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Moore reports: "Inspector general David Williams says cash-strapped service, saddled with debt and low revenues, is in 'very serious trouble.' The USPS lost over $16bn last year, and has lost about $41bn over the past five years."

Many rural post offices have been forced to close. (photo: Fiscal Times)
Many rural post offices have been forced to close. (photo: Fiscal Times)

US Postal Service Faces Ruin Without Rescue from Congress

By Heidi Moore, Guardian UK

16 January 13


Inspector general David Williams says cash-strapped service, saddled with debt and low revenues, is in 'very serious trouble'.

he chief postal watchdog has warned that the troubled US Postal Service will go out of business this year unless Congress acts to rescue it.

David Williams, the inspector general of the USPS, says the service is in "very serious trouble", after five years lumbered with heavy debt and falling revenues.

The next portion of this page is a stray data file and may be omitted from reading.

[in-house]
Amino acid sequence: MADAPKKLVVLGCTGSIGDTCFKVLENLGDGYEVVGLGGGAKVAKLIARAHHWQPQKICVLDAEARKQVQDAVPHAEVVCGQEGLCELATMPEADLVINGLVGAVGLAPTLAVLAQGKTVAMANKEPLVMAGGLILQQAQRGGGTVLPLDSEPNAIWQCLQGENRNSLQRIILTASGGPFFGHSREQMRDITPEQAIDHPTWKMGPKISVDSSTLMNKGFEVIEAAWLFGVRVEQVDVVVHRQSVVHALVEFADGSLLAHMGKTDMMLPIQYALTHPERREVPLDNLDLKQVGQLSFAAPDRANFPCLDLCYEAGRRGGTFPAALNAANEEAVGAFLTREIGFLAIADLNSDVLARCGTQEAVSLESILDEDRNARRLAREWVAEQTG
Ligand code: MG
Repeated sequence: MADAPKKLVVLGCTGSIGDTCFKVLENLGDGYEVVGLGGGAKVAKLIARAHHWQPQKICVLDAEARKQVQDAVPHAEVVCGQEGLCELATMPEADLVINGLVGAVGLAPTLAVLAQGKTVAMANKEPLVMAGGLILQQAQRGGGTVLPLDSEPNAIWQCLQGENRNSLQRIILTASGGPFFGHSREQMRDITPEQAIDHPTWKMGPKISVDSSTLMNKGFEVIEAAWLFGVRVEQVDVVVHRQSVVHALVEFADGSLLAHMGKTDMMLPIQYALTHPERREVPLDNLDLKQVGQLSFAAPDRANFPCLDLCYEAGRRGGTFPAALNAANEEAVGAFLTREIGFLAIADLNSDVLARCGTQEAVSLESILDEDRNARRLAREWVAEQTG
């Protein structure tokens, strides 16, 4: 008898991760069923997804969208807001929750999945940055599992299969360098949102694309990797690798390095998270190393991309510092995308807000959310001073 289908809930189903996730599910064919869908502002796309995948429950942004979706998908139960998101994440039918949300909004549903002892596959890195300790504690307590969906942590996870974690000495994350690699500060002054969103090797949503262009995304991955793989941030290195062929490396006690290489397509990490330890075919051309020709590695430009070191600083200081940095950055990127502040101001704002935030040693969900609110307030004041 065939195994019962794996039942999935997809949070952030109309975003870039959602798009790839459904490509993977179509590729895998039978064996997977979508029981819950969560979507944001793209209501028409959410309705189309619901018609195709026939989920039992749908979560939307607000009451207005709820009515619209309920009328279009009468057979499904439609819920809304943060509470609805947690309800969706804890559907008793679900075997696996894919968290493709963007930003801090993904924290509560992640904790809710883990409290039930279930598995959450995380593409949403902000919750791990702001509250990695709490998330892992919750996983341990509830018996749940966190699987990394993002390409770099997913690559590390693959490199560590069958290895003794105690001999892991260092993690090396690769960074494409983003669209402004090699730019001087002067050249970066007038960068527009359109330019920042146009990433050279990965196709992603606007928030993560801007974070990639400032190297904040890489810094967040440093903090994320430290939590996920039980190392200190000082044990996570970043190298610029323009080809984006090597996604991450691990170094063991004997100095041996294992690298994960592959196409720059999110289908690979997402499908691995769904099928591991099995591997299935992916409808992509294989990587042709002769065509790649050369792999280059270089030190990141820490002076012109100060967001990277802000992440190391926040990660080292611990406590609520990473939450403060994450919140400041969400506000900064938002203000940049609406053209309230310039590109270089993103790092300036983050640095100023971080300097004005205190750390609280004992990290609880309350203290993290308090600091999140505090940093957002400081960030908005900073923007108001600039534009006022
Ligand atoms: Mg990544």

In an interview with the Guardian, Williams warns that Congress, which has been distracted by November's elections and the fiscal cliff crisis, must act this year to save the service.

The USPS lost over $16bn last year, and has lost about $41bn over the past five years, according to Robert Taub, a vice-chairman of the Postal Regulatory Commission.

Since 2006, the postal service has been required - unlike any federal agency - to pre-fund its retirement and healthcare benefits to workers. This costs it about $5.5bn a year. Currently, the post office has paid in $330bn for benefits, but the Office of Personnel Management recently told Williams that it will need $394bn to satisfy the legal requirement.

At the same time, it has been unable to raise postal rates enough, because they are pegged to inflation, and inflation is low. (A long-awaited rise is coming on January 27, moving postal rates up by 2.75%).

The economic downturn in 2007 hit the postal service hard, as people sent less mail; it has also seen a steep decline in its most profitable product, first-class mail.

Richard Geddes, an assistant policy professor at Cornell and an American Enterprise Institute scholar who has studied the postal service, says first class mail has fallen from 103bn pieces in 2000 to just around 74bn pieces in 2011.